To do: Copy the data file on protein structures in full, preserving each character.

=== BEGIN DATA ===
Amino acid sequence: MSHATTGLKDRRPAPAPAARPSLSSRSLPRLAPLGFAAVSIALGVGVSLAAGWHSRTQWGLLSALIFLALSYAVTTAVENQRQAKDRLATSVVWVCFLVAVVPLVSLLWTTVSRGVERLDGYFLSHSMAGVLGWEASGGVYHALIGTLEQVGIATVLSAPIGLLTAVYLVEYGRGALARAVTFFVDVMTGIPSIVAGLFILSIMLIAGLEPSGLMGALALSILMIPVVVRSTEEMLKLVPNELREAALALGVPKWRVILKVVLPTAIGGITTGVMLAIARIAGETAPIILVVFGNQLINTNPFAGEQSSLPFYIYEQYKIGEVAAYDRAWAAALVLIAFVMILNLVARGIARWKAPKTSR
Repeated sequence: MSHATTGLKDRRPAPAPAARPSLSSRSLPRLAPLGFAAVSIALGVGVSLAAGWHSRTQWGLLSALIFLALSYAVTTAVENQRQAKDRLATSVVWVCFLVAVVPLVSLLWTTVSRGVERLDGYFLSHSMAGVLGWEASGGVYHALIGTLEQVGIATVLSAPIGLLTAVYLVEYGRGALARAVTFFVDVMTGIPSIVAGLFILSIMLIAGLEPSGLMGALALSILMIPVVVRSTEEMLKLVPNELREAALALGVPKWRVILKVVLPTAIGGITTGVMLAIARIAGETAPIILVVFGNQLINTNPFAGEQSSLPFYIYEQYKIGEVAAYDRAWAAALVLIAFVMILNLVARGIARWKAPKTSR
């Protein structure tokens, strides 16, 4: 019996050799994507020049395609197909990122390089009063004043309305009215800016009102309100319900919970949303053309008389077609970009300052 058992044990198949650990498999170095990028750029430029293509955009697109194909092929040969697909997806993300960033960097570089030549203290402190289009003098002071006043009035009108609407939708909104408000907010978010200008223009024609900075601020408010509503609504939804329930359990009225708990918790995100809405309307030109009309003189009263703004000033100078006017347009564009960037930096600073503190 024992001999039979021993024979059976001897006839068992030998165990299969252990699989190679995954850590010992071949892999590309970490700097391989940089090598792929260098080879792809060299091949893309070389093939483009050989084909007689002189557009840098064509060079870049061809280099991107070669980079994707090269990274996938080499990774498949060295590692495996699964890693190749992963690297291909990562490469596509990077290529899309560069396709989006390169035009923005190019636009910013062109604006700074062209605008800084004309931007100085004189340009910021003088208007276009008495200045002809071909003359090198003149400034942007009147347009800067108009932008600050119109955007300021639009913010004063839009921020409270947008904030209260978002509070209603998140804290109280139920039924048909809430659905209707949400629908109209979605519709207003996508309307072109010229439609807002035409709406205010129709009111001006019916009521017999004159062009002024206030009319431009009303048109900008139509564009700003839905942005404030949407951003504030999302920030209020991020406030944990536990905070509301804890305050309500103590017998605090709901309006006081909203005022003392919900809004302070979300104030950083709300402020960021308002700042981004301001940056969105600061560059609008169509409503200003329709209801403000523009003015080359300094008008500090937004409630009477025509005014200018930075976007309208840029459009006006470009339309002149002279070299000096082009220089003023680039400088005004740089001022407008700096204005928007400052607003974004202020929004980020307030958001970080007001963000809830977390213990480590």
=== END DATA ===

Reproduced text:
Amino acid sequence: MSHATTGLKDRRPAPAPAARPSLSSRSLPRLAPLGFAAVSIALGVGVSLAAGWHSRTQWGLLSALIFLALSYAVTTAVENQRQAKDRLATSVVWVCFLVAVVPLVSLLWTTVSRGVERLDGYFLSHSMAGVLGWEASGGVYHALIGTLEQVGIATVLSAPIGLLTAVYLVEYGRGALARAVTFFVDVMTGIPSIVAGLFILSIMLIAGLEPSGLMGALALSILMIPVVVRSTEEMLKLVPNELREAALALGVPKWRVILKVVLPTAIGGITTGVMLAIARIAGETAPIILVVFGNQLINTNPFAGEQSSLPFYIYEQYKIGEVAAYDRAWAAALVLIAFVMILNLVARGIARWKAPKTSR
Repeated sequence: MSHATTGLKDRRPAPAPAARPSLSSRSLPRLAPLGFAAVSIALGVGVSLAAGWHSRTQWGLLSALIFLALSYAVTTAVENQRQAKDRLATSVVWVCFLVAVVPLVSLLWTTVSRGVERLDGYFLSHSMAGVLGWEASGGVYHALIGTLEQVGIATVLSAPIGLLTAVYLVEYGRGALARAVTFFVDVMTGIPSIVAGLFILSIMLIAGLEPSGLMGALALSILMIPVVVRSTEEMLKLVPNELREAALALGVPKWRVILKVVLPTAIGGITTGVMLAIARIAGETAPIILVVFGNQLINTNPFAGEQSSLPFYIYEQYKIGEVAAYDRAWAAALVLIAFVMILNLVARGIARWKAPKTSR
């Protein structure tokens, strides 16, 4: 019996050799994507020049395609197909990122390089009063004043309305009215800016009102309100319900919970949303053309008389077609970009300052 058992044990198949650990498999170095990028750029430029293509955009697109194909092929040969697909997806993300960033960097570089030549203290402190289009003098002071006043009035009108609407939708909104408000907010978010200008223009024609900075601020408010509503609504939804329930359990009225708990918790995100809405309307030109009309003189009263703004000033100078006017347009564009960037930096600073503190 024992001999039979021993024979059976001897006839068992030998165990299969252990699989190679995954850590010992071949892999590309970490700097391989940089090598792929260098080879792809060299091949893309070389093939483009050989084909007689002189557009840098064509060079870049061809280099991107070669980079994707090269990274996938080499990774498949060295590692495996699964890693190749992963690297291909990562490469596509990077290529899309560069396709989006390169035009923005190019636009910013062109604006700074062209605008800084004309931007100085004189340009910021003088208007276009008495200045002809071909003359090198003149400034942007009147347009800067108009932008600050119109955007300021639009913010004063839009921020409270947008904030209260978002509070209603998140804290109280139920039924048909809430659905209707949400629908109209979605519709207003996508309307072109010229439609807002035409709406205010129709009111001006019916009521017999004159062009002024206030009319431009009303048109900008139509564009700003839905942005404030949407951003504030999302920030209020991020406030944990536990905070509301804890305050309500103590017998605090709901309006006081909203005022003392919900809004302070979300104030950083709300402020960021308002700042981004301001940056969105600061560059609008169509409503200003329709209801403000523009003015080359300094008008500090937004409630009477025509005014200018930075976007309208840029459009006006470009339309002149002279070299000096082009220089003023680039400088005004740089001022407008700096204005928007400052607003974004202020929004980020307030958001970080007001963000809830977390213990480590």